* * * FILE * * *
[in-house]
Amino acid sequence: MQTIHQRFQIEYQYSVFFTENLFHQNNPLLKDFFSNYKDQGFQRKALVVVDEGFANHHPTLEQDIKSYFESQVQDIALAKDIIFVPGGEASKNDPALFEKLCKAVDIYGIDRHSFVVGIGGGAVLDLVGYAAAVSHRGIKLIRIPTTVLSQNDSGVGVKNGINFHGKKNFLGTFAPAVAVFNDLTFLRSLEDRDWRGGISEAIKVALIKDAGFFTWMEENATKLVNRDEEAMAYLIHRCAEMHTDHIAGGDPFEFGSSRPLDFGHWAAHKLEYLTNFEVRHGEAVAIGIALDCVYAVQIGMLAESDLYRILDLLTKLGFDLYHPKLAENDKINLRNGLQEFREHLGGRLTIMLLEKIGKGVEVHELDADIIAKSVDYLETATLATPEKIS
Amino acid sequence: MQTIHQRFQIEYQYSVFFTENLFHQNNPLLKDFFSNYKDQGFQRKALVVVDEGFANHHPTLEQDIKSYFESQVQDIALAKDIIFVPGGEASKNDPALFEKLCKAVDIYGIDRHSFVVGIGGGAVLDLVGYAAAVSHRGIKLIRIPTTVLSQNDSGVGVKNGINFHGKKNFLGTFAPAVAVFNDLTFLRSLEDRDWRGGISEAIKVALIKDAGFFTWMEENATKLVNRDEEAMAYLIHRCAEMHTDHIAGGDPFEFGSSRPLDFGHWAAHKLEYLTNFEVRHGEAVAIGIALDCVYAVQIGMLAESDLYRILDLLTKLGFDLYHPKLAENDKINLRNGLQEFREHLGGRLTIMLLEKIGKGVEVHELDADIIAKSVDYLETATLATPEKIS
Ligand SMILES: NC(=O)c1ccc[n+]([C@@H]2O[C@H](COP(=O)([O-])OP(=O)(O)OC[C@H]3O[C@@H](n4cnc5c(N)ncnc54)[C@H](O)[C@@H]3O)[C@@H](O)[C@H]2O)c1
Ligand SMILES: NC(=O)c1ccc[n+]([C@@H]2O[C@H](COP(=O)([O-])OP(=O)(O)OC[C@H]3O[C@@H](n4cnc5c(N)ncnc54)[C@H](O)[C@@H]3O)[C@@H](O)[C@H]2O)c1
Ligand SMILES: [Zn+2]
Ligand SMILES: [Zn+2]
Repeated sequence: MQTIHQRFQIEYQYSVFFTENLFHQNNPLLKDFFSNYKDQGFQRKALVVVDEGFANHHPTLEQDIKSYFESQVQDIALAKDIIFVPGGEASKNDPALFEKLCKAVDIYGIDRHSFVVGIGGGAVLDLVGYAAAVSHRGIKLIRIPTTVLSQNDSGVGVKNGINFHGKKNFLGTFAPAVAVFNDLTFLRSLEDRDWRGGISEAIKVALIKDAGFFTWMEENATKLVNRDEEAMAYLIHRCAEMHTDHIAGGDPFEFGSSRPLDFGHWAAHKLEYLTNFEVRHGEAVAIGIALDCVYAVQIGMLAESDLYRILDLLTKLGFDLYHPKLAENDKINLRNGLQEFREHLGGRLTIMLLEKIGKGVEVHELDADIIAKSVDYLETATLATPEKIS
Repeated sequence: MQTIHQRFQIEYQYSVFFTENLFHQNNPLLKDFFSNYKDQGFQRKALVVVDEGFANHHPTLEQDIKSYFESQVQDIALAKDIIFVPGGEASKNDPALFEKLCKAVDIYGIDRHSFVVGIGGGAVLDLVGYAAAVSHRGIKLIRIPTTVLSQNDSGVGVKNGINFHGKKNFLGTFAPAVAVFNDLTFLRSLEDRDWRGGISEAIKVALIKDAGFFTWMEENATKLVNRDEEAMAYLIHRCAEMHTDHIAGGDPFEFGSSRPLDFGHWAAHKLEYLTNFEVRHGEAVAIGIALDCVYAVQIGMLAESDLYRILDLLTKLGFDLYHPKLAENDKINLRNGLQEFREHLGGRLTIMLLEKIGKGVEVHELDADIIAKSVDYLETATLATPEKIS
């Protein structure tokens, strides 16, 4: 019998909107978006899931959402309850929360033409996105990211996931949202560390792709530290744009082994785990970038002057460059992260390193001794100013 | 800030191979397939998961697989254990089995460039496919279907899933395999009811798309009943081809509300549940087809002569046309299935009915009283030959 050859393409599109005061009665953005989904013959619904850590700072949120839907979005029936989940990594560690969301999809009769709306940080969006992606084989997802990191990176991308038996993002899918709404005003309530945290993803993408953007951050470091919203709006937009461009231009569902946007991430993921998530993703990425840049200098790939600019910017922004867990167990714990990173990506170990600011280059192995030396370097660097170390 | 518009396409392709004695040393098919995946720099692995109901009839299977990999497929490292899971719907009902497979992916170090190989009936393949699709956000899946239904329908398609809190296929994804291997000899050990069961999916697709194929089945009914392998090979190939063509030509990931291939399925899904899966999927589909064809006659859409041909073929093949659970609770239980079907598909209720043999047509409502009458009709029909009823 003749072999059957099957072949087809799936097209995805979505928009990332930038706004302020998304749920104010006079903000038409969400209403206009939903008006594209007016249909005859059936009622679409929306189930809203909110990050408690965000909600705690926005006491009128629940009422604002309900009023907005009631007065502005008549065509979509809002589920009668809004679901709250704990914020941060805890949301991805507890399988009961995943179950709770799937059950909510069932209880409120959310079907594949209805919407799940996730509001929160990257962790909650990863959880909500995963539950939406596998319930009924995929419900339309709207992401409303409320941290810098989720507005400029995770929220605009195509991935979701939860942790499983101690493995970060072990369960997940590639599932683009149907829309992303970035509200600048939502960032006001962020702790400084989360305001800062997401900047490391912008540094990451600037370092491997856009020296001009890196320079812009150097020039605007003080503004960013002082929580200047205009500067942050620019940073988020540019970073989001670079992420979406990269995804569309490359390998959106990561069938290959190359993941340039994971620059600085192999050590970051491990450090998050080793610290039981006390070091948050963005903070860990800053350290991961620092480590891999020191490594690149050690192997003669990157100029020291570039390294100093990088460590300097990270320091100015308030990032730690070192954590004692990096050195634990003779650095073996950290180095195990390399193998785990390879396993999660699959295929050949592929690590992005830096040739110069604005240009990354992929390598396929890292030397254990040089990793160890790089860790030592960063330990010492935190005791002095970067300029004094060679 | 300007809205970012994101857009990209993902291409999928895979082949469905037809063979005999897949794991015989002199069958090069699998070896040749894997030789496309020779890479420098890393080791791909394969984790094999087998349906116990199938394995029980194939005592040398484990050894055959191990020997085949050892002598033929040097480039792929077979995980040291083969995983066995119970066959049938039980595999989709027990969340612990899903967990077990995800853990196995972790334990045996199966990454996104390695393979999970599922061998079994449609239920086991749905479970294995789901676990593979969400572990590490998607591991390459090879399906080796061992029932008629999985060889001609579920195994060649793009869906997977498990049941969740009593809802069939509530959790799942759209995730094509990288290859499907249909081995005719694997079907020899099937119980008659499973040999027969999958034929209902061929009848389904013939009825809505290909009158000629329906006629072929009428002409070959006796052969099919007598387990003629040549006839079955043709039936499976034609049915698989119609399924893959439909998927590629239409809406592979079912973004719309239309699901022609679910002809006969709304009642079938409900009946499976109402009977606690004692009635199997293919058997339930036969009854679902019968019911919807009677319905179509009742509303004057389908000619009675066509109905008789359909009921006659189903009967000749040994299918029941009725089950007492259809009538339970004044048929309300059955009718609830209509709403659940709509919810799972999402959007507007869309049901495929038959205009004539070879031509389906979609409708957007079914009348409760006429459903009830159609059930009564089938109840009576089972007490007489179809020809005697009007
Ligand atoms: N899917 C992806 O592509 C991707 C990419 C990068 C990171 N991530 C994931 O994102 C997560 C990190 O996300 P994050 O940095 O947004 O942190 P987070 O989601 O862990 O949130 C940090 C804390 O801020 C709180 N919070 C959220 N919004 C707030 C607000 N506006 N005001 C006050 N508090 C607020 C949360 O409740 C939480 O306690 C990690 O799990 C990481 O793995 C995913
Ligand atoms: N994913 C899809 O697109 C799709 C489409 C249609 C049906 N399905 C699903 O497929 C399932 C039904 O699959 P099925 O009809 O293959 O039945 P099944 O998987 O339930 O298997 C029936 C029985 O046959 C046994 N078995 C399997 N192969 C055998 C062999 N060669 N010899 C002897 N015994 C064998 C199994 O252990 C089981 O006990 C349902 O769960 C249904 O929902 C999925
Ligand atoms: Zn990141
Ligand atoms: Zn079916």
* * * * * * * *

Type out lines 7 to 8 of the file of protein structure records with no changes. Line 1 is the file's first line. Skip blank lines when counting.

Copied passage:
Ligand SMILES: [Zn+2]
Repeated sequence: MQTIHQRFQIEYQYSVFFTENLFHQNNPLLKDFFSNYKDQGFQRKALVVVDEGFANHHPTLEQDIKSYFESQVQDIALAKDIIFVPGGEASKNDPALFEKLCKAVDIYGIDRHSFVVGIGGGAVLDLVGYAAAVSHRGIKLIRIPTTVLSQNDSGVGVKNGINFHGKKNFLGTFAPAVAVFNDLTFLRSLEDRDWRGGISEAIKVALIKDAGFFTWMEENATKLVNRDEEAMAYLIHRCAEMHTDHIAGGDPFEFGSSRPLDFGHWAAHKLEYLTNFEVRHGEAVAIGIALDCVYAVQIGMLAESDLYRILDLLTKLGFDLYHPKLAENDKINLRNGLQEFREHLGGRLTIMLLEKIGKGVEVHELDADIIAKSVDYLETATLATPEKIS